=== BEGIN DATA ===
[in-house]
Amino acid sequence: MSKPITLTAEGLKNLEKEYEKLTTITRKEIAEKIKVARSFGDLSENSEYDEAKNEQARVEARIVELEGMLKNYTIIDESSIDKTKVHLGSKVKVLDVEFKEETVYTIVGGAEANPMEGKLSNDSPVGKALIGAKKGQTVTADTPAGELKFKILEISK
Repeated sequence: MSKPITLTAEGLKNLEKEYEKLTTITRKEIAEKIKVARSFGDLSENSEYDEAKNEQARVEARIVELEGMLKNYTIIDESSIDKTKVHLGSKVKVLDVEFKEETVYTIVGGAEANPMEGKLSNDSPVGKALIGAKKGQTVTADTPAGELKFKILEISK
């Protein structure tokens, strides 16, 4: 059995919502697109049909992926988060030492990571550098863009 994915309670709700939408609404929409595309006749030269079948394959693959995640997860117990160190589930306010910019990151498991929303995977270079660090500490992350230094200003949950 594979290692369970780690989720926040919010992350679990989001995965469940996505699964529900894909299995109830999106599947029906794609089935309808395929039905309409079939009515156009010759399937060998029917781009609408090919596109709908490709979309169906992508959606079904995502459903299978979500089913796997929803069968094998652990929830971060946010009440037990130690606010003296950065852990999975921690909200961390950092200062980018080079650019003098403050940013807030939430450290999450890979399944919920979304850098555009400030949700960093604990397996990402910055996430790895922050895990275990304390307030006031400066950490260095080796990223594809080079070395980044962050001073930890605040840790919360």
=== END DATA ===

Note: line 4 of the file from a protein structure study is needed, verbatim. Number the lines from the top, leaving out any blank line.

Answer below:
């Protein structure tokens, strides 16, 4: 059995919502697109049909992926988060030492990571550098863009 994915309670709700939408609404929409595309006749030269079948394959693959995640997860117990160190589930306010910019990151498991929303995977270079660090500490992350230094200003949950 594979290692369970780690989720926040919010992350679990989001995965469940996505699964529900894909299995109830999106599947029906794609089935309808395929039905309409079939009515156009010759399937060998029917781009609408090919596109709908490709979309169906992508959606079904995502459903299978979500089913796997929803069968094998652990929830971060946010009440037990130690606010003296950065852990999975921690909200961390950092200062980018080079650019003098403050940013807030939430450290999450890979399944919920979304850098555009400030949700960093604990397996990402910055996430790895922050895990275990304390307030006031400066950490260095080796990223594809080079070395980044962050001073930890605040840790919360």